Charing Cross station has a superb location on The Strand - the Eleanor Cross, from which all distances from central London have been measured, is on the station’s forecourt.
Many of the most popular attractions in the West End of London, including Covent Garden, the Courtauld Institute of Art, Leicester Square, the National Gallery, the National Portrait Gallery, The Mall and Piccadilly Circus and Somerset House are within an easy 10 min walk of Charing Cross station.
It is also a compact station with only six platforms (tracks) and as it’s a terminus, London Charing Cross is also a comparatively simple station to navigate.
The concourse is level with the streetscape along the frontage of the station, so the access to the taxi-rank is step-free.
Because most of the station’s users are commuters, Charing Cross becomes busy and crowded between 16:30 and 19:00 when Mondays to Fridays are working days, but at other times during the day the station is an easy environment in which to catch a train.
Though something to be aware of, is that there is only one escalator which links the concourse to the ticket hall of the Underground station, and it usually leads downwards in the morning and upwards in the afternoon and evenings; so you can’t be sure that the access to the Underground will be step-free.
What is now step free is the shortest route between the concourse at Charing Cross station and the nearby Embankment station, which is served by the Circle and District Lines.
That Underground station is at the foot of Villiers Street, a two minute walk from Charing Cross - the exit on to Villiers Street is to one side of the concourse, by the access to platform 1; it leads to a flight of stairs down to street level, but over to the right is a smart new set of escalators.
If you will be using an Oyster Card to travel around London, and want to travel between the areas and attractions around Charing Cross and London Bridge stations, then taking a train is a better option than taking the Underground; typically 18 trains per hour connect Charing Cross and London Bridge.
When looking up a train journey from London to destinations such as Canterbury, Dover and Hastings and Tunbridge Wells, if you haven’t specified Charing Cross station as a starting point, the website may assume that you’ll want to commence a journey at London Bridge station; and the journey time will be faster than from Charing Cross.
But it’s worth checking whether Charing Cross would be the more convenient starting point for your journey, the London terminal at which you commence your journey, won't affect the ticket price.
If you'll be on a train heading to Charing Cross and travelling on to one of the stations which serve destinations to the north of the capital, you'll have easier and faster cross-London transfers if you make connections at London Bridge or Waterloo East stations.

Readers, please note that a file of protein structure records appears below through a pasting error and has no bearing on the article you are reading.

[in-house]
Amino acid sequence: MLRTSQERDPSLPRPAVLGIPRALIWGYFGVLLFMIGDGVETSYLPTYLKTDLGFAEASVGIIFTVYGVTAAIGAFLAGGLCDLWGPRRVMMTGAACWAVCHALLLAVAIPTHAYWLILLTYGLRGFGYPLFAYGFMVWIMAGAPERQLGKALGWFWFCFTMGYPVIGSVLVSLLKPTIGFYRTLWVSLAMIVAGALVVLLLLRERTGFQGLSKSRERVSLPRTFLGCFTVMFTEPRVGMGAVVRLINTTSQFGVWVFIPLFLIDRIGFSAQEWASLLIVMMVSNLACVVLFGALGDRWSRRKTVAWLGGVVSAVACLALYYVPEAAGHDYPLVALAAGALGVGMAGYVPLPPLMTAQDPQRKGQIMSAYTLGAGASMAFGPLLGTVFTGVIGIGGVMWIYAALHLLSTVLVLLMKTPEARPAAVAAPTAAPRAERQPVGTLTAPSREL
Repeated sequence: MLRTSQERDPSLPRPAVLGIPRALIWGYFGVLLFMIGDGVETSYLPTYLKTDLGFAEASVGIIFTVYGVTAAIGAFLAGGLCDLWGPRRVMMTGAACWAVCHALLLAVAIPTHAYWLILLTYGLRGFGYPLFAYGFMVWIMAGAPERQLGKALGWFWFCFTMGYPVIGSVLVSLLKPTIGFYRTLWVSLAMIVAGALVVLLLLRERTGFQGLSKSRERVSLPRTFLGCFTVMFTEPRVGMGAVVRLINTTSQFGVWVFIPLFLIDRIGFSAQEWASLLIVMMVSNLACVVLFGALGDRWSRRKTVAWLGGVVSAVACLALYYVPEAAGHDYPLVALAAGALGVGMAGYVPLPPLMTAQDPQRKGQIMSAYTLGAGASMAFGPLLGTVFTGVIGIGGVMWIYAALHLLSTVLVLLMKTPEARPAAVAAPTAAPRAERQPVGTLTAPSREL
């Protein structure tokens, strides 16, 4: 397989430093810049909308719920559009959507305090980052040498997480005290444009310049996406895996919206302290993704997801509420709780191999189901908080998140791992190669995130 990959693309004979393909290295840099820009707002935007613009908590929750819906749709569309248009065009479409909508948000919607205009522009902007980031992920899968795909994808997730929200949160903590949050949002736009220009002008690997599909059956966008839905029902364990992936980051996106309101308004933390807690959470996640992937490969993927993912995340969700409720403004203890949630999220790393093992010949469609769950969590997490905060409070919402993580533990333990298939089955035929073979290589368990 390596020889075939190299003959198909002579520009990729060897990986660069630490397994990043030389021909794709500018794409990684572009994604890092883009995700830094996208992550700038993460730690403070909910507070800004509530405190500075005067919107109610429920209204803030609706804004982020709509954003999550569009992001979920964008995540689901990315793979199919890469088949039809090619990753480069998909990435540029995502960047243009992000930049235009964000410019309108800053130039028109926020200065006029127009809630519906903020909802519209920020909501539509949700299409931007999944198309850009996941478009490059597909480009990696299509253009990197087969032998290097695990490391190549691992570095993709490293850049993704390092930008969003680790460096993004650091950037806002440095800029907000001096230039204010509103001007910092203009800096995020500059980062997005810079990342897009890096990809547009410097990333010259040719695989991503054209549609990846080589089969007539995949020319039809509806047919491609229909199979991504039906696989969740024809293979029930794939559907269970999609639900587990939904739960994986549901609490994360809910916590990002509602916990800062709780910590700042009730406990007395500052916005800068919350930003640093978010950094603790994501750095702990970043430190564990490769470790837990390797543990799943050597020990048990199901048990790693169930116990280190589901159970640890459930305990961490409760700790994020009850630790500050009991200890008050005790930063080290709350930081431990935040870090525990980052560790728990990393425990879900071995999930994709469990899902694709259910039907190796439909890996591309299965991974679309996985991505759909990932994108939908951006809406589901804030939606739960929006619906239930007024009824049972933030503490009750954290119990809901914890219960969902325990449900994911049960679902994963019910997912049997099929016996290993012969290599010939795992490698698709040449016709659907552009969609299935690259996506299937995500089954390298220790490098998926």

Northbound trains on the Northern Line link Charing Cross to Euston, but all trains to Charing Cross will have called at London Bridge, so connecting there for other Northern Line services to Euston is a quicker option.
London Bridge is also directly connected to Kings Cross, St Pancras by the Northern Line, with Thameslink trains to St Pancras being an easier option if you have luggage,
Bus rotes 149 and 388 link the upper concourse at London Bridge to Liverpool Street station and if you happen to be on a train to Cannon Street station, you can take eastbound Circle Line from there to Liverpool Street.
The Bakerloo line is particularly distant from the entrance/ticket hall of Charing Cross Underground station , the Bakerloo line station was originally entirely separate, so the transfer between stepping off a mainline train and being on the Bakerloo platform takes around five minutes.
So if you will be heading to Marylebone and Paddington stations, the recommended option is to connect into the northbound Jubilee Line at Waterloo East station and then make the simple as can be transfer at Baker Street station, into northbound Bakerloo Line trains.
Both Marylebone and Paddington are on the Bakerloo Line.
If you do want to make the connection at Waterloo East, board towards the rear of a train which will be calling there, as you’ll then be closer to the access to the Jubilee Line's station named Southwark.
Makin this connection into the Jubilee Line using a combination of Waterloo East and Southwark station is simpler than making the connection at London Bridge.
This is one of more than 300 station guides available on ShowMeTheJourney, which will make it easier to take the train journeys you want or need to make. As always, all images were captured on trips taken by ShowMeTheJourney.